Let me start by explaining where and from whom I got help. I used this website to get some basic information on how wide and long to cut the marimba bars. In fabrication I got help from one family member who helped rough cut some of the bars. The rest is all my work.

I am a mallet percussionist who loves the marimba. About four years ago I had a problem. Though I loved percussion, I had no way of practicing at home. There were cheap options. I could have bought a bell kit. But I hate the sounds they make. I wanted a very large five octave marimba but didn't have the money to simply purchase one (7000+ dollars). So I decided against all common sense I would build one.

The goal: build a five octave marimba, without spending a fortune. Use whatever supplies are available to keep the cost low. (The keys are made from an oak tree which was struck by lightning several years ago!)

I hope this instructable will inspire others but I want to give a word of warning. This is an extremely ambitious project and will likely takes a year or two for the average individual (like me) to complete.

Some notes about the included audio recording:
The marimba was playing using the same mallet across the entire five octave range. for this reason, the mallet I chose was a little too hard for the lowest note, and a little too soft for the highest note.

Step 1: Materials

By all means, get creative! Use whatever materials you might have laying around to complete this project and don't be afraid to borrow power tools from your neighbor. Before you rush out to Lowe's think first and make sure you couldn't use something else instead. As you can probably imagine, the total cost of the project will be heavily dependent on the builder's creativity and the availability of supplies. However I can tell you I managed to construct my marimba with less than 200 dollars.

For now let me just state the basic components of a marimba and the materials you will need.

The Bars - this is where everything begins. The bars can be made from nearly any material, but to qualify as a marimba it must be wood. Feel free to experiment with different types of wood before construction. But it is important for the wood to be completely dried out (not green at all). My oak material came from a tree which was struck by lightning.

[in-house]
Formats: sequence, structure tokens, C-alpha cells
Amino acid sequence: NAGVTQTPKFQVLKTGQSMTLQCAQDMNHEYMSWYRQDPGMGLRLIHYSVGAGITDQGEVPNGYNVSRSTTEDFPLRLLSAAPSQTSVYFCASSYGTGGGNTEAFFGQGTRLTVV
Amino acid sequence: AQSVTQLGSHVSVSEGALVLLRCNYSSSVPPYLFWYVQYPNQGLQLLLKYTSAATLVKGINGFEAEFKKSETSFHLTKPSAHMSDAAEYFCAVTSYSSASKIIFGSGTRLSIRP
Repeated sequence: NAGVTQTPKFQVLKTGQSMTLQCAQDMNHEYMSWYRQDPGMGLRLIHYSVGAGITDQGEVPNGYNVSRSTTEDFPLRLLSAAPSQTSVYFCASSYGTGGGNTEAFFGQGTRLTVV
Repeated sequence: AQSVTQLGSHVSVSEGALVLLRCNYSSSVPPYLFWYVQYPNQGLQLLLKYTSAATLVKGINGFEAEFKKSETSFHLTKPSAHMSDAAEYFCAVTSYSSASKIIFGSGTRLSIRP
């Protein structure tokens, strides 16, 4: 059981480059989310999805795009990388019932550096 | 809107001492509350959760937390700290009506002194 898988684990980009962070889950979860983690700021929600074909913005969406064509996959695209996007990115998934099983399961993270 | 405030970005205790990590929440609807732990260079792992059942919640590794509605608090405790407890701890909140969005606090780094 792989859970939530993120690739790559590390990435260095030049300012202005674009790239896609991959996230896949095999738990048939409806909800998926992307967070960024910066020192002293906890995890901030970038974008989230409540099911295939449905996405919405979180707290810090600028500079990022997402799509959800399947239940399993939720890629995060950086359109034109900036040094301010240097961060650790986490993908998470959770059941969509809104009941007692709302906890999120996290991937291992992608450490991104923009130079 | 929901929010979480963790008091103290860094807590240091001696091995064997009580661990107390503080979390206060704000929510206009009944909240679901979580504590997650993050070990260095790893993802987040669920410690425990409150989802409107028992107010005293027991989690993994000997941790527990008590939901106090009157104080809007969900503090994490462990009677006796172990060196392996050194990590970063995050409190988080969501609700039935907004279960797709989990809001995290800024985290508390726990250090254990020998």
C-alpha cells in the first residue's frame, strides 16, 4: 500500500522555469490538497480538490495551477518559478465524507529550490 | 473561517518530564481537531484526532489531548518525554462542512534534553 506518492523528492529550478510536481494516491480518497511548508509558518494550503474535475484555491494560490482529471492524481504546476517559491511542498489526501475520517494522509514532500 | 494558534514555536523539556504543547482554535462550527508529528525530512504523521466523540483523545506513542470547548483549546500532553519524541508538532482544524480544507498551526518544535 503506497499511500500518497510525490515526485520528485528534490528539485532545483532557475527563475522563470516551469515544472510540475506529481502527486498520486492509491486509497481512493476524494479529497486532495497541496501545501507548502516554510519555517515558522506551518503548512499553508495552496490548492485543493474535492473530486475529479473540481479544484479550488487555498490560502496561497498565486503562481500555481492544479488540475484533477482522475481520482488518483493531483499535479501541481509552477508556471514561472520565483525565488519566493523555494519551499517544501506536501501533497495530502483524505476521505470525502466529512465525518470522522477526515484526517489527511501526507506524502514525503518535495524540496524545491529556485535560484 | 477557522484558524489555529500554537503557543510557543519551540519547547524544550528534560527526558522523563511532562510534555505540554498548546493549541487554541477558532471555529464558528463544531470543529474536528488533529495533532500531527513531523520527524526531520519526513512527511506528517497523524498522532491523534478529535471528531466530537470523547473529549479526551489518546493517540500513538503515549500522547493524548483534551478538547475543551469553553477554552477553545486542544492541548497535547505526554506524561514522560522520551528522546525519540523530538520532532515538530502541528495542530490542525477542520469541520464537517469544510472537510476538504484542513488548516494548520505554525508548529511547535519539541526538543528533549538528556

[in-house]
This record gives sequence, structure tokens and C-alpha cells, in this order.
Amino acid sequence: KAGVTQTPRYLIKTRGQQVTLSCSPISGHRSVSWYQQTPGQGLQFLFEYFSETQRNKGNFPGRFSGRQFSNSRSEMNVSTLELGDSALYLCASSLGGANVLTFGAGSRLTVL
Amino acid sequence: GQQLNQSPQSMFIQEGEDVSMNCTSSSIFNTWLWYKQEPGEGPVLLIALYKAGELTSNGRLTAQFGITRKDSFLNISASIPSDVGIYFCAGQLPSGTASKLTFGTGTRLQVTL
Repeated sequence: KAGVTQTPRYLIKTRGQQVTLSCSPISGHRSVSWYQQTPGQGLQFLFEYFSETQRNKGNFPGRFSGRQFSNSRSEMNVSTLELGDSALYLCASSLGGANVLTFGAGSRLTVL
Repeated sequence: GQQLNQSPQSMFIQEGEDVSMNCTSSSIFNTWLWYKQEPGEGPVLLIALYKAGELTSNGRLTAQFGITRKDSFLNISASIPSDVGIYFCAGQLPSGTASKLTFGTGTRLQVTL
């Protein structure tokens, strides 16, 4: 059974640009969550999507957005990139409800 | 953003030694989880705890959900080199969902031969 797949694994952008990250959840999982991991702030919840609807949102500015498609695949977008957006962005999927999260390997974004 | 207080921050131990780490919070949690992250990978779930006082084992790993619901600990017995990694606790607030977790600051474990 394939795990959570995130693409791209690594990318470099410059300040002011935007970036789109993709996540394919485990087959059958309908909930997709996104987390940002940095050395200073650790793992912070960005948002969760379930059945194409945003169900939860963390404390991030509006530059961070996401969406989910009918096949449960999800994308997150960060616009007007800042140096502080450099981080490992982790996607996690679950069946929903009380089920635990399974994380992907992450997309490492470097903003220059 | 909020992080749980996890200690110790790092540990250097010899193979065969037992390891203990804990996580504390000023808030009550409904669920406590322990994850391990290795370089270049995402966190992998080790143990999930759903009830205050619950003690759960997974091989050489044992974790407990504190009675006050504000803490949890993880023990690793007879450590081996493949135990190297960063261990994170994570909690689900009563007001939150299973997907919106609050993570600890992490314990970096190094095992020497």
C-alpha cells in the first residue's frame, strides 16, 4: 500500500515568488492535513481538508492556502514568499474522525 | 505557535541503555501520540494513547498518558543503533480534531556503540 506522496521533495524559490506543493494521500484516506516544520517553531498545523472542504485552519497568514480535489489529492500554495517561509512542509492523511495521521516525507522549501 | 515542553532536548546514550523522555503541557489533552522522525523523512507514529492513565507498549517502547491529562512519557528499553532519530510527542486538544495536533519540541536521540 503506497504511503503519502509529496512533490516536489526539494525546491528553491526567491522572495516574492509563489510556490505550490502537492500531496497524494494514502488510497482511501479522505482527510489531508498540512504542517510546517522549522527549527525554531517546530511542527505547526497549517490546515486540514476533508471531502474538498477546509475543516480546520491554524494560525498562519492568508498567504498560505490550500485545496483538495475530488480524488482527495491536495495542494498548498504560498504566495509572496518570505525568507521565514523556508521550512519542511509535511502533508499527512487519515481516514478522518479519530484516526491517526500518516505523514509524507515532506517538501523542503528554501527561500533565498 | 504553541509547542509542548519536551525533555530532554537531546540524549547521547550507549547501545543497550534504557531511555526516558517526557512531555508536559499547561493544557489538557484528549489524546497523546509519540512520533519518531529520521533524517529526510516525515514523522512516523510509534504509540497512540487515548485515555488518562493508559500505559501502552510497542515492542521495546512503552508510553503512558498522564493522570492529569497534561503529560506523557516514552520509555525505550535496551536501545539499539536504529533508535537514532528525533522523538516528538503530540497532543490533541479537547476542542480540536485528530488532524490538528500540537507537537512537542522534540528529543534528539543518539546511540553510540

The Frame - for me, this was the next step after building the bars. The frame can be made from anything. This includes wood or even steel. Use whatever you are comfortable with.

The Resonators - Nothing difficult here. Though anodized aluminum is very pretty PVC pipe works just as well.

Those are the basic parts of a marimba but you will also need some specialty equipment.

Musical Tuner - How much you invest in a tuner will be reflected in your marimba. If you just want something to practice with (like me) then a 30 dollar tuner will do just fine. Otherwise, if you want to tune overtones, use a strobe tuner (300+ dollars).

Belt Sander - You will be using this a lot so get something comfortable.

Drill - You will need to drill holes through the width of the bars for the marimba string. I suggest a drill press but a hand drill will work just fine.

Table Saw - for making all those cuts.

Band Saw - not essential but recommended if you will be cutting bass notes.

Miter Saw - really handy with the frame and resonators

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